Google Glasses reminds me of something Microsoft would have released in the early to mid 00’s. The idea has merit, but it strikes me as not being thought through properly. Think Windows XP Tablet PC Edition, or the Origami.

Yes it’s a cool idea to be able to see a computer screen on a pair of glasses, as well as take video from your personal perspective – but will people really want to a) wear glasses all the time (for this to make sense, you need to wear it every waking hour of the day) b) interact with other people who may or may not be busy using their glasses while you talk to them c) interact with people who may or may not be videoing you while you’re talking to them.

Just as people didn’t want to prod a Desktop PC interface with a stylus, I can’t see these glasses being accepted by the masses in their current form. I think the idea does have merit, and would love to see something less intrusive that somehow manages to overcome these social barriers.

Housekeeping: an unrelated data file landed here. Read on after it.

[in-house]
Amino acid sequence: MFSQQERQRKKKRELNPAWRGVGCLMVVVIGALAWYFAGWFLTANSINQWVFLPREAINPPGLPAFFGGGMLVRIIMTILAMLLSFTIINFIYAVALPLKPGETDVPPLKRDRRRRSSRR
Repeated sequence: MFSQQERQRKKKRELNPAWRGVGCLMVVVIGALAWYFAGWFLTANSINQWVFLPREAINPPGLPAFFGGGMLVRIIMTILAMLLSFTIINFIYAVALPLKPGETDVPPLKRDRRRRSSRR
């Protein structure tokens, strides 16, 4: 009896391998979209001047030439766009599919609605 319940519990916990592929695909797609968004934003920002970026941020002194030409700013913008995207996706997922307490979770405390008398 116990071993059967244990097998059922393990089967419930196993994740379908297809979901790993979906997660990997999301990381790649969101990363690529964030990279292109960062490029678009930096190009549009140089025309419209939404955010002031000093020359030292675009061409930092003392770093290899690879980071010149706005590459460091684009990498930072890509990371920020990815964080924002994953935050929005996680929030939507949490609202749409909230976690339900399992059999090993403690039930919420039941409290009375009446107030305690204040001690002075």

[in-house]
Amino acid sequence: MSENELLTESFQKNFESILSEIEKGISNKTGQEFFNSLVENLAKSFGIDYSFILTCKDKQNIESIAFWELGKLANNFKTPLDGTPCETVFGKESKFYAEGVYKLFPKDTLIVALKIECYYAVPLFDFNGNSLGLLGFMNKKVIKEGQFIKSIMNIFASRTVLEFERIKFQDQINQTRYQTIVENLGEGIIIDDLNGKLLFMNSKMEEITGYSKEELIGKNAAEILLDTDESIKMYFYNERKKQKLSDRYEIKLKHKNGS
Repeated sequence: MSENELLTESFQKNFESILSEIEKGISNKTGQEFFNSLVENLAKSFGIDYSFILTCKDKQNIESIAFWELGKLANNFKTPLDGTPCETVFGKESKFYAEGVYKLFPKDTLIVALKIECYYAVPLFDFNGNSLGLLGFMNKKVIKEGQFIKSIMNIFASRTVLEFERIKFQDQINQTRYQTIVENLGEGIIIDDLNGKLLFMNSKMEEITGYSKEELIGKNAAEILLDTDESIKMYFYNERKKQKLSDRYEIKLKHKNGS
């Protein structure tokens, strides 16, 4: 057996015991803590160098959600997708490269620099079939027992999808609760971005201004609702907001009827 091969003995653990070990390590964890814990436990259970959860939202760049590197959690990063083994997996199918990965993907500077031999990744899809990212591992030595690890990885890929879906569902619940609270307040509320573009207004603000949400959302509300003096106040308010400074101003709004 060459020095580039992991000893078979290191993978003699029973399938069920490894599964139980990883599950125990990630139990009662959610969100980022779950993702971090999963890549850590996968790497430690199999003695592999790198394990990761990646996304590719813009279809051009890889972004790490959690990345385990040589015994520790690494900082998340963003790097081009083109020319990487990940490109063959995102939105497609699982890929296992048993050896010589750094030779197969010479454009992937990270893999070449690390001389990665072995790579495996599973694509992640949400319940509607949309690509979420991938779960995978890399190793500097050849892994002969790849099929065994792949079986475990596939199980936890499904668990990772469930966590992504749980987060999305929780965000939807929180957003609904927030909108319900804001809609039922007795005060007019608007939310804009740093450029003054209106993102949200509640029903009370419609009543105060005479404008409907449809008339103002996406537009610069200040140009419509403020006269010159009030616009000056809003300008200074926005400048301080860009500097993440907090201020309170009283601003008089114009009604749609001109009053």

Google adverts for the glasses are an example of your typical “geek trying to make themself look overly extroverted to make up for being a geek” syndrome. How many people go skydiving that often? How many people if they did would wear such an expensive pair of glasses? Most normal people (like me) whose daily routine doesn’t involve jumping out of a plane, walking down a catwalk or juggling with fire will struggle to find a use for such a device.

Still, kudos to Google for putting them out there, just as with the Tablet PC in 2002, someone else might just make it work by 2023. Also I admit I haven’t tried them, so I might yet be converted. Better start saving…

Google and Java

Does anyone else think that ultimately Google will switch Android development from Java to something more web like? Chrome OS will surely one day merge with Android, and what with the ongoing legal battles with Oracle, I think JavaScript could be their in plan.